EH3205 In Search of Biblical Justice

The John Leland Center for Theological Studies

Arlington, VA

Facilitator: Samuel L. Feemster                                                 Office: Online

Office Hours: Online 5:00 – 7:00 p.m. Mon. & Tu.   Class: 8:05 – 10:00p.m. Thurs.

EH3205 – In Search of Biblical Justice: A multi-focal perspective

Course Description:

Students in this course will identify some characteristic features of the Bible’s teachings on justice revealed through God’s self-disclosure and reflect upon their availability to be a catalyst for Biblical Justice in our world.

SIGNIFICANCE FOR LIFE AND MINISTRY: This course is designed to guide the student’s search for Biblical Justice by first examining what God declares about justice and righteousness in His word and secondly reflecting upon the responsibility of Christians to originate, implement, and sustain worship, educational, and advocational initiatives that promote the transformational characteristic of Biblical Justice for all persons across all callings who are interested in doing what is right and just, intrinsically.

Learning Outcomes: Through participation in this course, students will: 

  • Communicate the meaning of justice as revealed by God in Scripture
  • Promote the pursuit of justice and righteousness as the character of God and the work of the Church
  • Compare the centrality of justice in the life of Israel, the teachings of Jesus, and life in 21st Century churches where we worship
  • Cultivate a working knowledge of essential language and concepts to inform the design, development, and implementation of innovations intended to dismantle systems and structures that sustain injustice

COURSE FORMAT: This semester-long course will be taught as a series of lectures with some collaborative discussion. Each week, students will participate in a 1-hour group discussion to originate worship, educational, or advocacy initiative that may lead to the critique of an identified structural or systemic source of an injustice experienced in communities across our nation as well as communities in other countries. This initiative will be a group project for the class. Student assessment will include attendance, weekly assignments, participation in group discussions, a final paper disclosing how this course impacted the baseline information they provided at the first class, and their contributions to the group project.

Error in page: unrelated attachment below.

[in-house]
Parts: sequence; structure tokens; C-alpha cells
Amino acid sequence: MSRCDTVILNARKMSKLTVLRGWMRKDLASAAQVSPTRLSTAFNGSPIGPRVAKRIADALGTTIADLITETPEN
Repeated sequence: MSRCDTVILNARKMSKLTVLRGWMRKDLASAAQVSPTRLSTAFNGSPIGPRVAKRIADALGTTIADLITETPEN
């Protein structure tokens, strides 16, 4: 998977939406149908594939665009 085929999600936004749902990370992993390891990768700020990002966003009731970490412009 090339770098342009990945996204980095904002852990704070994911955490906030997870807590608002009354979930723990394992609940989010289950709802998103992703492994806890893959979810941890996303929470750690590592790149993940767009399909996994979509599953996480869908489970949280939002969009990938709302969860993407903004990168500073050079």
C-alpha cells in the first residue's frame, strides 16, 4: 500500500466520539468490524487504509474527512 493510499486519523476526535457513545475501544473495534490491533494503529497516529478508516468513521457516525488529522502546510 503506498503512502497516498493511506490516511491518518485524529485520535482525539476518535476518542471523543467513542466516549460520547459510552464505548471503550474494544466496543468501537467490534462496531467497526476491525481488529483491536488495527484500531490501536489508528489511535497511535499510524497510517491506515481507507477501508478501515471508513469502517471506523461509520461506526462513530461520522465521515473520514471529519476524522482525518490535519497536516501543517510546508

Required Readings for EH2305

Barram, Michael, Biblical Justice and Christian Formation (Eerdmans, Grand Rapids, MI., 2018) ISBN 978-0-8028-7507-5

Nicholas, Jessica, God Loves Justice: A User-Friendly Guide to Biblical Justice & Righteousness (S&E Educational Press, LA, Cal., 2017) ISBN 978-0-9989031-0-1

St. Ambrose: On the Duties of the Clergy (Benediction Classics, Oxford., 2020) ISBN 978-1-84902-616-1

The Poverty and Justice Bible, (American Bible Society) ISBN 978-158516-973-3

Tisby, Jemar, The Color of Compromise: The Truth About the American Churches Complicity in Racism (Zondervan Press, Grand Rapids, MI., 2018) ISBN 978-0-310-5927-8

Supplemental Text:

Gilbert, Kenyatta R. Exodus Preaching: Crafting Sermons about Justice and Hope (Abingdon Press, Nashville, TN., 2018) ISBN – 13:978-1-5018-3257-4

Houston, Walter J., Justice – The Biblical Challenge (UK: Equinox Publishing Ltd., London, SW3 55R, 2010) ISBN 9781-84553-888-0 (Paperback $42.00; Kindle $31.78) On Reserve

Marshall, Chris; The Little Book of Biblical Justice (Intercourse, PA: Good Books, 2005) ISBN 978-1-56148505-5 (Paperback $5.99; Kindle $5.99)

Westfall, Cynthia. L., and Dyer, Bryan, R., EDS, The Bible and Social Justice: Old Testament and New Testament Foundations for the Church’s Urgent Call (Pickwick Publications, Eugene, Or., 2015) ISBN 13:978-1-4982-3807-6 (Paperback $29.00; Kindle $ 9.99) On Reserve


RELATIONSHIP TO CURRICULUM: This course meets a core curriculum requirement for the Masters of Christian Leadership (MCL), the Graduate Certificate in Leadership Studies, congregation and public life tracks, and the Graduate Certificate in Justice Formation.

Course Grading:

Attendance                                                                                      15

Survey                                                                                              05

Weekly assignment and individual presentation                             40

Group Project (including weekly group participation)                    20

Final paper                                                                                       20

TOTAL POINTS                                                                          100 PTS

Course Schedule

August         27/1  Introduction: In Search of Biblical Justice (Feemster)

  • Discuss syllabus and course requirements.
  • Collect survey data to establish how student’s perspectives about Biblical Justice have been informed and shaped